Book review: The Bones of Paradise
|Quantic, Diane D.
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|"It was midmorning in early May when J.B. Bennett crested the hill, stopped, and surveyed the little Sand Hills meadow where the windmill was slowly clanking in a wobbly circle" (3). This sentence opens Jonis Agee's novel, The Bones of Paradise, signaling that place, the landscape, will be an important element in this story. By the end of the first chapter J. B. Bennett is murdered, his body next to that of an Indian girl named Star. Powerful cattlemen control the lives of everyone around them. It is only ten years after the massacre of Indian men, women, and children at Wounded Knee, on the reservation, a few miles north of the Sand Hills ranches. Agee traces the tension among the Bennett ranches of J.B. and his father Drum, J.B.'s estranged wife Dulcinea, her friends the Indian Rose and Rose's husband Jerome Some Horses, and Graver, a wandering homesteader.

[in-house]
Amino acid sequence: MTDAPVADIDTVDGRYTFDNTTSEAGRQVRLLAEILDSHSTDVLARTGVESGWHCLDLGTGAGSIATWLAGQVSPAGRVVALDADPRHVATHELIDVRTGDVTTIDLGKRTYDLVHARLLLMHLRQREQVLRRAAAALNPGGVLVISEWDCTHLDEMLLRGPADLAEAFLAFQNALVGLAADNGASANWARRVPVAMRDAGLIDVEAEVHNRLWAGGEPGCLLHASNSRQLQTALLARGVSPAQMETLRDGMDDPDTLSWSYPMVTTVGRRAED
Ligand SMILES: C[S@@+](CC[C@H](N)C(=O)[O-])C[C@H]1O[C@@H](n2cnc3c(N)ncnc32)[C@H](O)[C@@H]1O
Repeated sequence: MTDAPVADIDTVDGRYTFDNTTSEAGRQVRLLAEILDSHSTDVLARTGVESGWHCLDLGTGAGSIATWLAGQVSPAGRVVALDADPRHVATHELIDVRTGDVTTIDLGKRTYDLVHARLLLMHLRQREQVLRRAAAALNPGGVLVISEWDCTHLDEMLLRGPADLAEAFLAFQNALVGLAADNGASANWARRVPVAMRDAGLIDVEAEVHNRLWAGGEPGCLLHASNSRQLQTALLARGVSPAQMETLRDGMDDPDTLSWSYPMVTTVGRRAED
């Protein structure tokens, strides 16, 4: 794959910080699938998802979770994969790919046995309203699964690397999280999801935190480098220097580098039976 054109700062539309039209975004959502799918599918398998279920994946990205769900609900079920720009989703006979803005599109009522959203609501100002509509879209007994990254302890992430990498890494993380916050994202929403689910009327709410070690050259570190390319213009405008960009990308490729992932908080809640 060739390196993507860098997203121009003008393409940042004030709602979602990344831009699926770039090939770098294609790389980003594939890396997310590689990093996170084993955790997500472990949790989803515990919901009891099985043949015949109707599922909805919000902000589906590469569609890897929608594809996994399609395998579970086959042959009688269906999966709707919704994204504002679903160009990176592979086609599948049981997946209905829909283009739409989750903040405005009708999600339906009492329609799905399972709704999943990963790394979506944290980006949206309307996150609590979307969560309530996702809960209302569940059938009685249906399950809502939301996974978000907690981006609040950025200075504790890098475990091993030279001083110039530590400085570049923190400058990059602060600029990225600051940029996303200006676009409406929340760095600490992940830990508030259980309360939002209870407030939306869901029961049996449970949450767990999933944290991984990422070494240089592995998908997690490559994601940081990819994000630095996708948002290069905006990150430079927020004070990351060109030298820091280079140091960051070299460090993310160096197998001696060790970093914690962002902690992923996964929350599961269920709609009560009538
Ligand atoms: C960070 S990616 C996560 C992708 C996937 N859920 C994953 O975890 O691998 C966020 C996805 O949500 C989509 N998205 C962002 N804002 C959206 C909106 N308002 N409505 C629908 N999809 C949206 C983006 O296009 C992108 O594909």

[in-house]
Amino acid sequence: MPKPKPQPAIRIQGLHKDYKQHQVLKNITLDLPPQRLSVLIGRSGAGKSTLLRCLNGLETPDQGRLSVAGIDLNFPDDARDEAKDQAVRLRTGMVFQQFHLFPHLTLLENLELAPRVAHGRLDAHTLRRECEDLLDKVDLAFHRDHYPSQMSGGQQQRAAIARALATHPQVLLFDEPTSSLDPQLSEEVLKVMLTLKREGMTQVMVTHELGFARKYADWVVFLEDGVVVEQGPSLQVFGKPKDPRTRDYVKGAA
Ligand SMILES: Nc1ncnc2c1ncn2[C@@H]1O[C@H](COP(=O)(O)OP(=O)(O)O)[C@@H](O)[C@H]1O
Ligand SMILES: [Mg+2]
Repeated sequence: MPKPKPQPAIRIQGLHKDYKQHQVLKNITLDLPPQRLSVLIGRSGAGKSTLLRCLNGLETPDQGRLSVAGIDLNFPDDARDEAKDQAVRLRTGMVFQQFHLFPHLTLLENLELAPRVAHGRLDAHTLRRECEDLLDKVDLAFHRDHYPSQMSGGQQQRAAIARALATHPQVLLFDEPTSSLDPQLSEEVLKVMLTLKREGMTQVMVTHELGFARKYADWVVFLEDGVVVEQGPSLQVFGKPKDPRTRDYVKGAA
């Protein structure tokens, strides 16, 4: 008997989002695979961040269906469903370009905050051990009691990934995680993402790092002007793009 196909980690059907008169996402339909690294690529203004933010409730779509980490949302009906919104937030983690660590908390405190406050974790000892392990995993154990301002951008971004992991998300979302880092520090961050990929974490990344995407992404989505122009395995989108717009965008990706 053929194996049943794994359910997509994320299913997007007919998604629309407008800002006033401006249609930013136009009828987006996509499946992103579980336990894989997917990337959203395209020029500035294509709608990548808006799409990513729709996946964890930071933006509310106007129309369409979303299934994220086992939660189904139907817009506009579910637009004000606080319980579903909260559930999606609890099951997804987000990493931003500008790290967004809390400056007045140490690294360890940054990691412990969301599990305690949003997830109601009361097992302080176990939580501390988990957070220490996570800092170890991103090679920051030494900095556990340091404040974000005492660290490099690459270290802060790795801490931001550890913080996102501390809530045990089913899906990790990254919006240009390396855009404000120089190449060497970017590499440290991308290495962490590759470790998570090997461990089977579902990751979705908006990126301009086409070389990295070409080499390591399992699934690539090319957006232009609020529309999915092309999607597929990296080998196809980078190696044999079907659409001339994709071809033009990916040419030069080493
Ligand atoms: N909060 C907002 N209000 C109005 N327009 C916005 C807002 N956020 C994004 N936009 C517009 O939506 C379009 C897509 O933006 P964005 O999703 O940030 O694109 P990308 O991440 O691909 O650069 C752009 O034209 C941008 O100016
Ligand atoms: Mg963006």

|Quantic, Diane D."The Bones of Paradise by Jonis Agee (review)." Western American Literature, vol. 53 no. 4, 2019, pp. 520-521. Project MUSE
|Western Literature Association
|Western American Literature;v.53:no.4
|© 2019 Western Literature Association
|Book review: The Bones of Paradise